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Monday, December 14, 2015

Max Reger, Complete Organ Works, Various, 16-CDs

We have in composer Max Reger (1873-1916) the missing link between the late romanticism of Mahler and Strauss and the pioneering modernism of the Viennese School (Schoenberg, Webern and Berg). There are a few others like Zemlinsky but no other who created such a gigantic output. Reger managed to combine the rigor of contrapuntal JS Bach with radically chromatic approaches that put him firmly in a new era in ways not quite like anybody else.

The Bach connection is nowhere more strongly felt than in his Complete Organ Works (Naxos 8.501601 16-CDs). The new complete opus recordings have been a labor of love beginning in the '90s through to today with volume after volume coming out bit by bit on various organs and with various players, all world-class.

The sixteen separate CDs cover everything Reger wrote for solo organ. He establishes himself as no doubt the greatest German organ composer since Bach, a clear alternative to the French School of organists which continued to flourish in his day, at times no less symphonic than they in his long form excursions, but then more at times an expansion of the multi-voiced fugal complex creator within the Bachian heritage.

Not everything in this set is a masterpiece, of course. Reger sometimes composed according to functional need, and there are some works designed for the parochial organist of medium accomplishment, arrangements of the many chorales that formed an important part of Lutheran Protestant church music. But then there are also some masterful transformations of chorales as theme and variations, as fugal subjects and the like.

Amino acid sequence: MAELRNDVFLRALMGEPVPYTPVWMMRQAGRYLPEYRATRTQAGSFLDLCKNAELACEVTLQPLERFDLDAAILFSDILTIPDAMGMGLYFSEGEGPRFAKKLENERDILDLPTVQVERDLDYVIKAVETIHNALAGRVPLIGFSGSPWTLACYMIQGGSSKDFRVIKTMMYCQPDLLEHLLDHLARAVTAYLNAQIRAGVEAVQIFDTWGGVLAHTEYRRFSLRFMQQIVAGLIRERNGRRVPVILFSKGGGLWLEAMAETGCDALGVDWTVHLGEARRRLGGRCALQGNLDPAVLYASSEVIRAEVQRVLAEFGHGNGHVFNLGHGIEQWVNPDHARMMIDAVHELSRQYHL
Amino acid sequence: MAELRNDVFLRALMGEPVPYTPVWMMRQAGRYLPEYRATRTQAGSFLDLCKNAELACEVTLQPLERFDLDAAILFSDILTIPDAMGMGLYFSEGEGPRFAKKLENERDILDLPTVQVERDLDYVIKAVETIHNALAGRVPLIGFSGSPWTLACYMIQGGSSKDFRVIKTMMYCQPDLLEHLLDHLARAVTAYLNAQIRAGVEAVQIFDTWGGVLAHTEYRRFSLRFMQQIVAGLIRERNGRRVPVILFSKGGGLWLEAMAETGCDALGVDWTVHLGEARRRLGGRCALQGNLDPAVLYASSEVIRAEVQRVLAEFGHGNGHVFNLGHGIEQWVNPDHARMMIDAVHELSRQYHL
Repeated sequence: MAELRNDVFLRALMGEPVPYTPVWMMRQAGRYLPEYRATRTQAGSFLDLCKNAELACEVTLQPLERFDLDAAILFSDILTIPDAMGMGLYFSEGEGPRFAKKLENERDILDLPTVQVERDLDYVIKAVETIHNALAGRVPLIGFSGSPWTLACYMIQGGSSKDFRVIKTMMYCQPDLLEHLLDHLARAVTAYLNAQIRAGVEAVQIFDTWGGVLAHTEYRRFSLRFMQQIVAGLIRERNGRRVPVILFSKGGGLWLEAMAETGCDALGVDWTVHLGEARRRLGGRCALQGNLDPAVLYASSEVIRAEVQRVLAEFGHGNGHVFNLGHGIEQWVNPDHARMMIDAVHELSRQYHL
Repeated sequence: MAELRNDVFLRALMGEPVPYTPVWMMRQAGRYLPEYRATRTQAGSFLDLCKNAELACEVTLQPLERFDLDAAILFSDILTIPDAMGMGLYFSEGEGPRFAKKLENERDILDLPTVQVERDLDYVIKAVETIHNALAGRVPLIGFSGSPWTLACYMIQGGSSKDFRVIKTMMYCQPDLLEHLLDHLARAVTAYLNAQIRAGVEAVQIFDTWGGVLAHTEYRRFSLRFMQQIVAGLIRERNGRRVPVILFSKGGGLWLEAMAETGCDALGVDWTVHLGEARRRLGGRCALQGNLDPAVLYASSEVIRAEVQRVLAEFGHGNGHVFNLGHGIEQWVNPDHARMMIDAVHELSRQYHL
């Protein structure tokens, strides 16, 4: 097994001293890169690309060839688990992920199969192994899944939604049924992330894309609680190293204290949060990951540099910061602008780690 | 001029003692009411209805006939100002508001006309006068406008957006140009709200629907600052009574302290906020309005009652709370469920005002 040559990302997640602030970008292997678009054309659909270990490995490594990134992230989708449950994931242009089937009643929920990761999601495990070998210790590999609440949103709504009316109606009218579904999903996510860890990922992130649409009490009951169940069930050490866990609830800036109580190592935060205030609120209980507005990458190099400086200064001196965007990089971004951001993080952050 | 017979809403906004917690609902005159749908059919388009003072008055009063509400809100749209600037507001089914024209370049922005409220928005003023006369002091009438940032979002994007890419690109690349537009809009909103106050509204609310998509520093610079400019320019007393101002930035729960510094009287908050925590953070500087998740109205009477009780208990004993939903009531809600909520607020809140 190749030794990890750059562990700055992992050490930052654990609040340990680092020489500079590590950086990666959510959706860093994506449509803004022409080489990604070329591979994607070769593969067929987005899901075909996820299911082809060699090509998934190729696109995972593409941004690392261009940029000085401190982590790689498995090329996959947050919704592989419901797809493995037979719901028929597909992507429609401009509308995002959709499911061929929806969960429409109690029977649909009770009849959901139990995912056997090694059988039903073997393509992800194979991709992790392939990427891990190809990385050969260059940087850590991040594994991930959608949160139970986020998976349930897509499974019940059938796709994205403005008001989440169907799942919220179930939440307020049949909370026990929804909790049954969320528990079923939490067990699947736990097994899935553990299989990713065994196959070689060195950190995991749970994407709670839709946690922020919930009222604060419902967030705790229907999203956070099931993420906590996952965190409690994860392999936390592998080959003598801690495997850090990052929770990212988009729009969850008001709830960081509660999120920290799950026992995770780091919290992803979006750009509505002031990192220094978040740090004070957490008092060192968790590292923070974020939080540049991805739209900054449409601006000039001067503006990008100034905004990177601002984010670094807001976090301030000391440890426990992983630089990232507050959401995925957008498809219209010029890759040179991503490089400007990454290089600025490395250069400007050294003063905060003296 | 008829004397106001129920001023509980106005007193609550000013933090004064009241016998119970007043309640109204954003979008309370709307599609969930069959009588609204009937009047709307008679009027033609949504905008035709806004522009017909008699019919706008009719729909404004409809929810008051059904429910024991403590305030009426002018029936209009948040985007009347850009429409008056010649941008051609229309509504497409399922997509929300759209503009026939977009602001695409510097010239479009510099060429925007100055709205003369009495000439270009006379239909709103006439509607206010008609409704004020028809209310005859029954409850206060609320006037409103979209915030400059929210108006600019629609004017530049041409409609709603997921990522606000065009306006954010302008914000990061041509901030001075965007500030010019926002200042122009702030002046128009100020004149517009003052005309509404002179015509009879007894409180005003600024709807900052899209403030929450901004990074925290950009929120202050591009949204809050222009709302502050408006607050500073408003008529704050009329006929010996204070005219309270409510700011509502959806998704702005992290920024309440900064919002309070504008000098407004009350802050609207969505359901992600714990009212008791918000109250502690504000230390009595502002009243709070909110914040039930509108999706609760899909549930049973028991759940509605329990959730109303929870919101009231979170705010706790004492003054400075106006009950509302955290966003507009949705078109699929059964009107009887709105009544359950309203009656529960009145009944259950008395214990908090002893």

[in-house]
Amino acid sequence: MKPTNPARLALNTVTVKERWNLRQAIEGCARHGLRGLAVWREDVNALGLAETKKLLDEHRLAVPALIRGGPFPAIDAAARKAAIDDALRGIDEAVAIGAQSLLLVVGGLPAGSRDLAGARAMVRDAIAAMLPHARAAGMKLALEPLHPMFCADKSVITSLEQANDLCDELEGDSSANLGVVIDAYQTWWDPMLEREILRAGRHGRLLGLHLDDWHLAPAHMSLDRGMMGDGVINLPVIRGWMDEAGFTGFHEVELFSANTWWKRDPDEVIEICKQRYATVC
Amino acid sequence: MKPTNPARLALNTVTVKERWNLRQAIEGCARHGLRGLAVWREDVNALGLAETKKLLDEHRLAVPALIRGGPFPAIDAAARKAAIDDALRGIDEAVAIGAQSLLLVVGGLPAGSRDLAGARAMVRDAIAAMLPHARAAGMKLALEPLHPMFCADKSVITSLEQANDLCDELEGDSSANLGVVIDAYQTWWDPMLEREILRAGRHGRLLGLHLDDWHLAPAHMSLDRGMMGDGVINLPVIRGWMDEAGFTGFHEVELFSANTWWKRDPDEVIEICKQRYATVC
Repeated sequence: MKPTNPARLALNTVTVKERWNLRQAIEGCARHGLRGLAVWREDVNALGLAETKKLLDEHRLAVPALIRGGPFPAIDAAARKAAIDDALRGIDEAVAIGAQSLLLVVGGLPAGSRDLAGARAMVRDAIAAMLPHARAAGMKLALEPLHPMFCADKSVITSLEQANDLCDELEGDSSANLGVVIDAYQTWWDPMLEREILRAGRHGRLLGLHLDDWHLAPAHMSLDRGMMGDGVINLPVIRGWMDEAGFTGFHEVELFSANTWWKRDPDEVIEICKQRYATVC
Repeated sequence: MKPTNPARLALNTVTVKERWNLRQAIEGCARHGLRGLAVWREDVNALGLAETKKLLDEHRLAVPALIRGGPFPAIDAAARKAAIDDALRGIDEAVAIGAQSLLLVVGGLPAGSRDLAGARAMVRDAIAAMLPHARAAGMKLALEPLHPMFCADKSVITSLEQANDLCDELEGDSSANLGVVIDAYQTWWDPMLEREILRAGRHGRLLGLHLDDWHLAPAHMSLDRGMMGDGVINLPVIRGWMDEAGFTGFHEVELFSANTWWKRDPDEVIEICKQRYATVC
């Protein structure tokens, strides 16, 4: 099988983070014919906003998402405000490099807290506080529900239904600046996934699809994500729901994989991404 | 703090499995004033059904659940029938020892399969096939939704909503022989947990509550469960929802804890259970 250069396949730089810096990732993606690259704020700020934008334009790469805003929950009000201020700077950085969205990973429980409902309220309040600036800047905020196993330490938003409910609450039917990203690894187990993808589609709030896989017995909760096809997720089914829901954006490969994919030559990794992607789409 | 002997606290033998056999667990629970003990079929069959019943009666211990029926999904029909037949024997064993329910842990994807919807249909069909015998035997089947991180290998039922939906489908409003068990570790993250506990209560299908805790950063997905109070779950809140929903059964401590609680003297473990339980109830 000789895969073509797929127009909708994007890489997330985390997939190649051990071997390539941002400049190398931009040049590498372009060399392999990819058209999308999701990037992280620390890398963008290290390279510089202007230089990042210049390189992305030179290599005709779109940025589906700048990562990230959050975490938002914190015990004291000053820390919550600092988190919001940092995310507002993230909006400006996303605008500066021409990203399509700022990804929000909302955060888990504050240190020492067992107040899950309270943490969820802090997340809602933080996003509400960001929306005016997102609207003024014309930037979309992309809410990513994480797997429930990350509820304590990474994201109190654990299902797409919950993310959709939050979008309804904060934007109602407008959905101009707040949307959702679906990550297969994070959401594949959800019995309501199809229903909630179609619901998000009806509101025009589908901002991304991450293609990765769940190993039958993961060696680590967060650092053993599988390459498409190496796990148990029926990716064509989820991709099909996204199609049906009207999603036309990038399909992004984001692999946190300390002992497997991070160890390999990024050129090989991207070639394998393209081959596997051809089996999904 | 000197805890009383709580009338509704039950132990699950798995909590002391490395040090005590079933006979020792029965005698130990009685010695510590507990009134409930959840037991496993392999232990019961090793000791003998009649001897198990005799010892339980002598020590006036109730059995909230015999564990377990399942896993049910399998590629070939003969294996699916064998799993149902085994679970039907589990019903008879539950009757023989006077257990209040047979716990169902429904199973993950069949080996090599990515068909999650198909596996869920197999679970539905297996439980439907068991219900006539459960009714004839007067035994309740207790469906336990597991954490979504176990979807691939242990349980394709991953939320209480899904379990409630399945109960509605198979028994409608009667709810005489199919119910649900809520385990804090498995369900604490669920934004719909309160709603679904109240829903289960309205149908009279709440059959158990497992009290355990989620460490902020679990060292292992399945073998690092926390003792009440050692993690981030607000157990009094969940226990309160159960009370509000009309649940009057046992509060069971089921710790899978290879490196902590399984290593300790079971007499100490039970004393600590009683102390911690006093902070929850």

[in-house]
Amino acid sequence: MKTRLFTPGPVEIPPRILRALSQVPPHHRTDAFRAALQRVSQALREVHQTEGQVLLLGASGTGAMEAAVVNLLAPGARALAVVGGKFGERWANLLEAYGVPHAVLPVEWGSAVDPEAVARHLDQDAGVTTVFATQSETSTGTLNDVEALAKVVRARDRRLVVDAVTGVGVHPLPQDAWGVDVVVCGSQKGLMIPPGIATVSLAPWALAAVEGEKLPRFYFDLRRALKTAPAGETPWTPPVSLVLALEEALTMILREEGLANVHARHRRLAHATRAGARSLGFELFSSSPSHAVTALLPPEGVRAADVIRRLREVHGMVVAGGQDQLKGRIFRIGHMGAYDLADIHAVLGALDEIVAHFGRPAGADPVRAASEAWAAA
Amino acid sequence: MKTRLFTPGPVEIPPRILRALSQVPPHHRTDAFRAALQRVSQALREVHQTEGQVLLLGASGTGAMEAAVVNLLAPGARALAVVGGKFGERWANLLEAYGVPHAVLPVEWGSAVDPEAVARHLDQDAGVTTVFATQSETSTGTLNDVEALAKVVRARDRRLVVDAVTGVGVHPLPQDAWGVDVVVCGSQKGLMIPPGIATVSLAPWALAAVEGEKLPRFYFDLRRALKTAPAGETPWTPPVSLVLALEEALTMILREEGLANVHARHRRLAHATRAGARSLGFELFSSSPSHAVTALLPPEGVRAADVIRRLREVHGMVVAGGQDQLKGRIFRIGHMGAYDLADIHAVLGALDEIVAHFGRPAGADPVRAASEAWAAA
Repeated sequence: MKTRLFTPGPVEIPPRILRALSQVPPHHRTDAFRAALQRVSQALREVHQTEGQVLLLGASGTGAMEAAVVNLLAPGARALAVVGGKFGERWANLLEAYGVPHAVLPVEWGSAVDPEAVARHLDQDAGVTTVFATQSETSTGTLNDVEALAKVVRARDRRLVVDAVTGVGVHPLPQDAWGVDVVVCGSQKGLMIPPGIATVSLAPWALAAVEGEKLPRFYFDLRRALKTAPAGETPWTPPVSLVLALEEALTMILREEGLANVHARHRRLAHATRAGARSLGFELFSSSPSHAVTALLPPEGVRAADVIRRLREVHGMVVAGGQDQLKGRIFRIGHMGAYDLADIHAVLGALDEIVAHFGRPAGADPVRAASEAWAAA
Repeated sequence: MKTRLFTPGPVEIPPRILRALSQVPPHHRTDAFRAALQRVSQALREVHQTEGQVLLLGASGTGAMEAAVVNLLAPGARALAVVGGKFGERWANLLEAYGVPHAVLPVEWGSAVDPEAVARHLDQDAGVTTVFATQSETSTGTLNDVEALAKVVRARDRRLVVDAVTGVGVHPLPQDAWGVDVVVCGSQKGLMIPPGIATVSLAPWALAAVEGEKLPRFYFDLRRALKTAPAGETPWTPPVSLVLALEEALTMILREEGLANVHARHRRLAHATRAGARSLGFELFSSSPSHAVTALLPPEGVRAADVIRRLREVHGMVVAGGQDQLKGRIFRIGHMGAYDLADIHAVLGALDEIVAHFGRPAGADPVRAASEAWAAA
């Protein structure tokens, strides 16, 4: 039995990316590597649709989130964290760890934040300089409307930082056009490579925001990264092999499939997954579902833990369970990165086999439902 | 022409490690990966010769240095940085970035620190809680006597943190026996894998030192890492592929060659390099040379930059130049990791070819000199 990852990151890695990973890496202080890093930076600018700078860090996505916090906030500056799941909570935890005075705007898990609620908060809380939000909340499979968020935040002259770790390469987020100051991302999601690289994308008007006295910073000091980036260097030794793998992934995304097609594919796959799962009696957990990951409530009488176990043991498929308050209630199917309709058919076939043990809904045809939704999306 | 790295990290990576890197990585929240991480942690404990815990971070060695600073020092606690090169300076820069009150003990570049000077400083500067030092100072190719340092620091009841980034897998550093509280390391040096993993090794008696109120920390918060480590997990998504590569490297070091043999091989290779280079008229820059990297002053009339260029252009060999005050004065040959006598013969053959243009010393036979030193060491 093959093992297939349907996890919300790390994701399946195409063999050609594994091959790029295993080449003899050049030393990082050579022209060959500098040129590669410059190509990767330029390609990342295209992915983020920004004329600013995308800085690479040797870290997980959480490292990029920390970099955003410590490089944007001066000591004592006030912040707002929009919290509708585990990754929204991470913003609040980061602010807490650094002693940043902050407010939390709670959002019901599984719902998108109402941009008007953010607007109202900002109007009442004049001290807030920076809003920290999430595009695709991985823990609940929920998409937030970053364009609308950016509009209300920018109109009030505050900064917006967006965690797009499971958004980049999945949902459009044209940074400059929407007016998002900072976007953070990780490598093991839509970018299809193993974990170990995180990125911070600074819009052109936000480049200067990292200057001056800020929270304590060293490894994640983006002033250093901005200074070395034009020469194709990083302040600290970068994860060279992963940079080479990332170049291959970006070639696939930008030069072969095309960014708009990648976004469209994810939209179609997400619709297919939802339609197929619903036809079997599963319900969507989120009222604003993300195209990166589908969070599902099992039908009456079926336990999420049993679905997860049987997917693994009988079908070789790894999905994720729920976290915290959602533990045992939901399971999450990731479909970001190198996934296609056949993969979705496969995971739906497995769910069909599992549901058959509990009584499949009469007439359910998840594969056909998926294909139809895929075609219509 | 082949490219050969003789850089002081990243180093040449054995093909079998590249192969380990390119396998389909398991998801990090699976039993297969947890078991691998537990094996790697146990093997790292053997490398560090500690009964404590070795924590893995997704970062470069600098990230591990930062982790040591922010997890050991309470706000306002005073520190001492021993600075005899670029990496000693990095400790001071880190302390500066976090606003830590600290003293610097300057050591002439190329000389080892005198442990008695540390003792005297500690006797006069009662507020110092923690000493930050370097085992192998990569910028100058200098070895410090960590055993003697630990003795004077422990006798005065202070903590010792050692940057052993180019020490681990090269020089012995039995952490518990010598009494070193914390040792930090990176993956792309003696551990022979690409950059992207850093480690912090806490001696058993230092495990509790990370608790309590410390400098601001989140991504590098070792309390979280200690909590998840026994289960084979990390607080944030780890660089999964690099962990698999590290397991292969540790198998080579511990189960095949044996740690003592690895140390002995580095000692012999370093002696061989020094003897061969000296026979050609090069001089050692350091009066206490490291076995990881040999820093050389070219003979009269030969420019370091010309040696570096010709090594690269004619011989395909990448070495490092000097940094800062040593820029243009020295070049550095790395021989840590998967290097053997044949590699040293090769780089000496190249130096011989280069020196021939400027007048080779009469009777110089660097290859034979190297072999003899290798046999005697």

There are some stunning toccata and fugues, preludes and fugues, trio sonatas and a great deal else. It is an abundance of riches with some somewhat more mundane works interspersed through the set. They are made up for by the sustained flashes of brilliance that are here in abundance.

This may be more organ music than some people are ready for, but those that wish to know the significant features of Max Reger's total output will find this very illuminating and genuinely moving. It is here that we encounter Max Reger's genius, here and in the best solo violin and cello works, the orchestral creations, the chamber works most intent on combining chromaticism and counterpoint to varying degrees.

Performances and sonics are uniformly first-rate. This box set gives great illumination to all who appreciate Reger, but also to all who appreciate the concert organ and for those who seek a proto-modernism which is also a glowing tribute and updating of the Bach heritage. If this feels like a part of your musical calling, treat yourself to this abundant fecundity by all means!

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